Many drummers in rock history have established themselves with “signature” fills… fills that function almost like a melodic hook in the song (e.g. Nirvana’s “Smells Like Teen Spirit” intro fill, or the standard Motown fill on “Ain’t To Proud To Beg”). But at the same time, most of my favorite drummers seem to regard fills as an improvising moment, playing different fills at every performance (John Bonham, Steve Jordan, Stewart Copeland, Manu Katche… to name a few).

I realized a few years ago that the “improvised” approach was my default approach when I played a short tour with a band that some of my friends are in called Pivitplex. I played on all the tracks from their 2006 release “The King In A Rookery,” and about a year later they were between drummers and called me for some subbing. I re-learned all my parts for the songs and showed up to the first gig and everything went great, except afterward the guitarist was commenting that I hadn’t played all the fills verbatim from the record. I was really surprised that he had expected me to – I certainly never planned on it. He wasn’t mad or anything, because I played fills that were in the same vein as the ones from the record, so everything sounded fine. But the fact that he was so familiar with the album, combined with the band requiring their previous drummer to learn the fills exactly, meant that he had all the album fills memorized and noticed when I didn’t do them exactly the same. It turns out that he defaults to a “do-the-same-fill-every-time” strategy, while I default to a “copy-key-fills-but-improvise-all-the-rest” approach.

I have since had a few gigs where I’ve needed to do the fills EXACTLY, and it’s hard. I guess it just challenges the memory a lot more. But then again, drummers who don’t usually improvise seem to find improvised fills to be difficult as well.

So… John Bonham… drummer for Zeppelin… everybody knows and loves him. He’s the father of rock drumming as we know it, and his drum tone is one of the most sought-after sounds in studio work of every genre (his intro on “When The Levy Breaks” from Led Zeppelin 4 is one of the most heavily sampled grooves of all time).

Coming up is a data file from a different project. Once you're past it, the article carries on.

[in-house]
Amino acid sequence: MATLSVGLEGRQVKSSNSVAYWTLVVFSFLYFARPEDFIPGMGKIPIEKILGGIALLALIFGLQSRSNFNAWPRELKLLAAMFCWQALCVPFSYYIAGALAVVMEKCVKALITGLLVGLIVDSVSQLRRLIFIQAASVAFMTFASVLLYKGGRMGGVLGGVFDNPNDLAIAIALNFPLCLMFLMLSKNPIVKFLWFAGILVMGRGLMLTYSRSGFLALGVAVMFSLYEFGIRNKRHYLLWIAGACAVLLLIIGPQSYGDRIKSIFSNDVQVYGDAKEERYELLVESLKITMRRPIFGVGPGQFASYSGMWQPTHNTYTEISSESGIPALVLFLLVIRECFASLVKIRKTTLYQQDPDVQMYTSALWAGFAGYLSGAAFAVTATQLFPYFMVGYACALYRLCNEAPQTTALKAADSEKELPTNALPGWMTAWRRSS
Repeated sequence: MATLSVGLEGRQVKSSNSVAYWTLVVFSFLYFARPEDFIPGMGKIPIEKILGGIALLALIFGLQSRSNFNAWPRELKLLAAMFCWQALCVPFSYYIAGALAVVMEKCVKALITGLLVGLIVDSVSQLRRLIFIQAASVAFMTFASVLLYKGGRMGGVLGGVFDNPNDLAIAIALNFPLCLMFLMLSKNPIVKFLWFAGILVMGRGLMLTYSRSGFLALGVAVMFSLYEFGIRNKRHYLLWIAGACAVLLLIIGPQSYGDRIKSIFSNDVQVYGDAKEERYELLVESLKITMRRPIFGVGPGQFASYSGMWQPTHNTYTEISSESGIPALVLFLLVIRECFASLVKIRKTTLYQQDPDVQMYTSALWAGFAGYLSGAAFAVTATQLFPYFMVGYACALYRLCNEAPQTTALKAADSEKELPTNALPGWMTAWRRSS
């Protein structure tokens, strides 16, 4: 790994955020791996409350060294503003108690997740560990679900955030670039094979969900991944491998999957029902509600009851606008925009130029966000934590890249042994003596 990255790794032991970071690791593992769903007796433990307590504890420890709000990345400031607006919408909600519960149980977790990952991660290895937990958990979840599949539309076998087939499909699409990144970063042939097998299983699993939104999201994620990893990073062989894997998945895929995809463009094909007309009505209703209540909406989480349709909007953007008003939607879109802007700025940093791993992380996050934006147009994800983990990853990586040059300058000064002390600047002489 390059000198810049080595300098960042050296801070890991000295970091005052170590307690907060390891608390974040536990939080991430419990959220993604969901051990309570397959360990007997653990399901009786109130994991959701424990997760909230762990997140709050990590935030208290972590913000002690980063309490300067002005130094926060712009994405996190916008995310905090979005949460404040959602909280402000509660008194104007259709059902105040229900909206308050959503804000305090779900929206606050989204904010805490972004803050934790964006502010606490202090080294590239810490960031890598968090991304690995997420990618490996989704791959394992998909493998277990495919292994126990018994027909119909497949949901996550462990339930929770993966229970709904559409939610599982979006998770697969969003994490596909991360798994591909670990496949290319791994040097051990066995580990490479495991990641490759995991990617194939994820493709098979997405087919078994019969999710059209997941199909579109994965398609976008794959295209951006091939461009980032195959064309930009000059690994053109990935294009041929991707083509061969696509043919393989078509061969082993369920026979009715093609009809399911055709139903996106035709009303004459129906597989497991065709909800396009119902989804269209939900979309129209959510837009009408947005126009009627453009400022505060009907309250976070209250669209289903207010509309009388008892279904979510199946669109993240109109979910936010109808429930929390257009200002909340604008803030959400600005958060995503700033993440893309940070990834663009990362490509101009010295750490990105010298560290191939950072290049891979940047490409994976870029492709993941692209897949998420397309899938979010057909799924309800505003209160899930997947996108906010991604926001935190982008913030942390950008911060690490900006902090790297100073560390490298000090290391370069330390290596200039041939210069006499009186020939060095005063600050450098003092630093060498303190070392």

Bonham was known for his lengthy solos, which often included 3-limb triplet patterns that have since come to be known by many as “Bonham triplets.” These patterns sound pretty cool, but aren’t necessarily very useful outside of a soloing context (in my opinion). I’ve found them more helpful as an exercise/rudiment than as a staple ingredient in my playing.

I was talking about these patterns with a student today so I thought I would post them and encourage everybody to spend some time getting comfortable with these. They’re very good exercises on many levels.

Main pattern: R-L-B, R-L-B, R-L-B, R-L-B

(note: These patterns are all triplet-based, and should be counted as “1-lah-lee, 2-lah-lee, 3-lah-lee, 4-lah-lee.” I’m inserting commas between each full triplet… aka every three notes. The “R” is right hand and should be played on the floor tom, the “L” is left hand and should be played on the rack tom, and the “B” is bass/kick. The patterns should be played smoothly with no pauses or accents).

Alternate pattern #1: L-R-B, L-R-B, L-R-B, L-R-B

Alternate pattern #2: B-R-L, B-R-L, B-R-L, B-R-L (you can also switch L and R on this)

Alternate pattern #3: L-B-R, L-B-R, L-B-R, L-B-R (you can switch L and R on this one too)

Alternate pattern #4: R-L-B, L-R-B, R-L-B, L-R-B (this one alternates as you go)